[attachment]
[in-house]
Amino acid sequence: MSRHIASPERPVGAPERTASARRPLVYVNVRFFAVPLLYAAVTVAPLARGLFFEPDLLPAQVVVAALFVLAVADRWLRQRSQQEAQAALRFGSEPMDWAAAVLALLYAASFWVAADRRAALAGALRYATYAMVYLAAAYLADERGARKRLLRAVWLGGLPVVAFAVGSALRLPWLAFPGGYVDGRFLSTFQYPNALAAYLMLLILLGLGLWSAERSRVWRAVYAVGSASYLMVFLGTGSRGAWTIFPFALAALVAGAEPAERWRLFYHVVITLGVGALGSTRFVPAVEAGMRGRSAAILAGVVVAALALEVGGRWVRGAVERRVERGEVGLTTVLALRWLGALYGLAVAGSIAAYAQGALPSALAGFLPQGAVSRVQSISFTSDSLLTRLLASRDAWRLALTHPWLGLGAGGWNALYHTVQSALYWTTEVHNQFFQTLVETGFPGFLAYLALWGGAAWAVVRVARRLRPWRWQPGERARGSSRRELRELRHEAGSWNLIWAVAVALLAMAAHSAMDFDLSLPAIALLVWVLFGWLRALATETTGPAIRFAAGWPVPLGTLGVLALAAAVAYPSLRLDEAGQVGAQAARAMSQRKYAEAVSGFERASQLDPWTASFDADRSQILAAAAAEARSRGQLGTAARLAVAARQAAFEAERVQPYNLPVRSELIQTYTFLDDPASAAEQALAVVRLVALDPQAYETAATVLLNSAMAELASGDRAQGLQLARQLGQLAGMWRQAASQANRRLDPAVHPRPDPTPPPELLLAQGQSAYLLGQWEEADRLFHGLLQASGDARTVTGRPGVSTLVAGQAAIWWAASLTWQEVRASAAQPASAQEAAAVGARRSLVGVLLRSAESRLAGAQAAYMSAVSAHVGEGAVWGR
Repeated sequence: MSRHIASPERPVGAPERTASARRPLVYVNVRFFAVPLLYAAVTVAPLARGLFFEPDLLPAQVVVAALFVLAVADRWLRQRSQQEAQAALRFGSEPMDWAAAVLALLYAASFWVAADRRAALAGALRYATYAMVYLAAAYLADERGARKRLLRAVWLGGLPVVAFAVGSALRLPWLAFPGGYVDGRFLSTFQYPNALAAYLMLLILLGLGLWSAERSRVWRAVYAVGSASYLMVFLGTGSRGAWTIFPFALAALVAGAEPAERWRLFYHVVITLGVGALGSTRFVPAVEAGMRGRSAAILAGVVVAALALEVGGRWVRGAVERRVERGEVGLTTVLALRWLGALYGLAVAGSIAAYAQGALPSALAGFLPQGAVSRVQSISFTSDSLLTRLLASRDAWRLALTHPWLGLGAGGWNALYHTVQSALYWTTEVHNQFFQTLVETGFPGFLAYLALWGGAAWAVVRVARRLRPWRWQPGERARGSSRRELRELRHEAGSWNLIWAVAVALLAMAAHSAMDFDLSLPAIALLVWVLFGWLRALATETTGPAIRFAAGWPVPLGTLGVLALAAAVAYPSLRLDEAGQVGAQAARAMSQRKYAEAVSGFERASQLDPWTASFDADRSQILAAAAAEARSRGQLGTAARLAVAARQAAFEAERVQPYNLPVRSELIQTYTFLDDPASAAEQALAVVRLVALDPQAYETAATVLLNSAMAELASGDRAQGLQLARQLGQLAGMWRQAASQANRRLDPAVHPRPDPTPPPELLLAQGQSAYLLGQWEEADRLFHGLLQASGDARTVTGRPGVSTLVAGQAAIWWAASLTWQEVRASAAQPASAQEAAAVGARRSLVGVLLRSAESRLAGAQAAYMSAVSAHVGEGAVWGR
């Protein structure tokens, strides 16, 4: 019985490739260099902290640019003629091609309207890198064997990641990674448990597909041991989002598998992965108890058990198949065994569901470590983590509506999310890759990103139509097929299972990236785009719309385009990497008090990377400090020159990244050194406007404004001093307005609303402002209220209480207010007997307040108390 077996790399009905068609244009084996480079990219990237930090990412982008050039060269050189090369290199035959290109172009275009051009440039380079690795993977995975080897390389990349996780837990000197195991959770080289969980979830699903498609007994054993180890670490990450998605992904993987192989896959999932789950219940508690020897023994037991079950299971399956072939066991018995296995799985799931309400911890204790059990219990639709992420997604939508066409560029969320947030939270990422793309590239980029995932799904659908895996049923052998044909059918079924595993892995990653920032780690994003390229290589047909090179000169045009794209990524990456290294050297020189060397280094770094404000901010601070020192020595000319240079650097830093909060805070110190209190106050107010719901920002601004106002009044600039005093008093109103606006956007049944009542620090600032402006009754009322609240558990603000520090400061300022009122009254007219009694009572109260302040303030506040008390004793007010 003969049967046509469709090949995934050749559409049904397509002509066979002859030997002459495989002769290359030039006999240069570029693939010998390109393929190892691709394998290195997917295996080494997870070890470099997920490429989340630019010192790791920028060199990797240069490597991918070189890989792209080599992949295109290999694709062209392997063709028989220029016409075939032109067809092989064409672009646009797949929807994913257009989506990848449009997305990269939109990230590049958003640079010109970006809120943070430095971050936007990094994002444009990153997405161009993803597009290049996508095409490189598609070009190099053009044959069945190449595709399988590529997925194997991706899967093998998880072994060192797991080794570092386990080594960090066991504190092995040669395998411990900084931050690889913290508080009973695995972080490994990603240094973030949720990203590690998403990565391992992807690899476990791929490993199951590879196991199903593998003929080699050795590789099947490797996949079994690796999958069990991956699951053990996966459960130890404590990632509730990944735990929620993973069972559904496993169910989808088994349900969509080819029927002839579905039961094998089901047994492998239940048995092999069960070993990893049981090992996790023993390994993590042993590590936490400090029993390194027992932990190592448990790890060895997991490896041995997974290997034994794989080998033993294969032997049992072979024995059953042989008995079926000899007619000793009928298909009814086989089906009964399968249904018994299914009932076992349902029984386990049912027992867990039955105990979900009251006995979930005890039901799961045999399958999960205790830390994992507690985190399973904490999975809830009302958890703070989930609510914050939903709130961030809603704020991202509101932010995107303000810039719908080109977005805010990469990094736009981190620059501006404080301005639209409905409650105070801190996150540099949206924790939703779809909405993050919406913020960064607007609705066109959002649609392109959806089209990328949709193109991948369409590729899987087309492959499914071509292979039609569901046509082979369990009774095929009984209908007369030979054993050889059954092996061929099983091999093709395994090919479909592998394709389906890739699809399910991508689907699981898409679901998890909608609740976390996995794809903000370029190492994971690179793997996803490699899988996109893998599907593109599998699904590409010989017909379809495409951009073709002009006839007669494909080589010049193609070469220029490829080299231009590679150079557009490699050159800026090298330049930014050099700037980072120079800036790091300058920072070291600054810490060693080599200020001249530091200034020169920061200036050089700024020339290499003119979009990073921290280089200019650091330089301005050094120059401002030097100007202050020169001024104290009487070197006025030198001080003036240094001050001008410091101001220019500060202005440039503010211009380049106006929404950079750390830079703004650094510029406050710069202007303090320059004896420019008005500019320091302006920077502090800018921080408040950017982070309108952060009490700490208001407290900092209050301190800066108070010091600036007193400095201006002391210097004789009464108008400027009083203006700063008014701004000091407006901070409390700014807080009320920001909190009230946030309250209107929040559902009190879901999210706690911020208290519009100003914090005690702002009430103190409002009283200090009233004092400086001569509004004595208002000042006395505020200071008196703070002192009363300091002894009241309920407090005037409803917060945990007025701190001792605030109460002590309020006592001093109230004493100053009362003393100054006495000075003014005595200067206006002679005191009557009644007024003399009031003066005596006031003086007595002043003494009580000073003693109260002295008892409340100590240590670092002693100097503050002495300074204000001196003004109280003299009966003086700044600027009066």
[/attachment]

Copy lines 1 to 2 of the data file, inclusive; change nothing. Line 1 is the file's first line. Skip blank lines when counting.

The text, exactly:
[in-house]
Amino acid sequence: MSRHIASPERPVGAPERTASARRPLVYVNVRFFAVPLLYAAVTVAPLARGLFFEPDLLPAQVVVAALFVLAVADRWLRQRSQQEAQAALRFGSEPMDWAAAVLALLYAASFWVAADRRAALAGALRYATYAMVYLAAAYLADERGARKRLLRAVWLGGLPVVAFAVGSALRLPWLAFPGGYVDGRFLSTFQYPNALAAYLMLLILLGLGLWSAERSRVWRAVYAVGSASYLMVFLGTGSRGAWTIFPFALAALVAGAEPAERWRLFYHVVITLGVGALGSTRFVPAVEAGMRGRSAAILAGVVVAALALEVGGRWVRGAVERRVERGEVGLTTVLALRWLGALYGLAVAGSIAAYAQGALPSALAGFLPQGAVSRVQSISFTSDSLLTRLLASRDAWRLALTHPWLGLGAGGWNALYHTVQSALYWTTEVHNQFFQTLVETGFPGFLAYLALWGGAAWAVVRVARRLRPWRWQPGERARGSSRRELRELRHEAGSWNLIWAVAVALLAMAAHSAMDFDLSLPAIALLVWVLFGWLRALATETTGPAIRFAAGWPVPLGTLGVLALAAAVAYPSLRLDEAGQVGAQAARAMSQRKYAEAVSGFERASQLDPWTASFDADRSQILAAAAAEARSRGQLGTAARLAVAARQAAFEAERVQPYNLPVRSELIQTYTFLDDPASAAEQALAVVRLVALDPQAYETAATVLLNSAMAELASGDRAQGLQLARQLGQLAGMWRQAASQANRRLDPAVHPRPDPTPPPELLLAQGQSAYLLGQWEEADRLFHGLLQASGDARTVTGRPGVSTLVAGQAAIWWAASLTWQEVRASAAQPASAQEAAAVGARRSLVGVLLRSAESRLAGAQAAYMSAVSAHVGEGAVWGR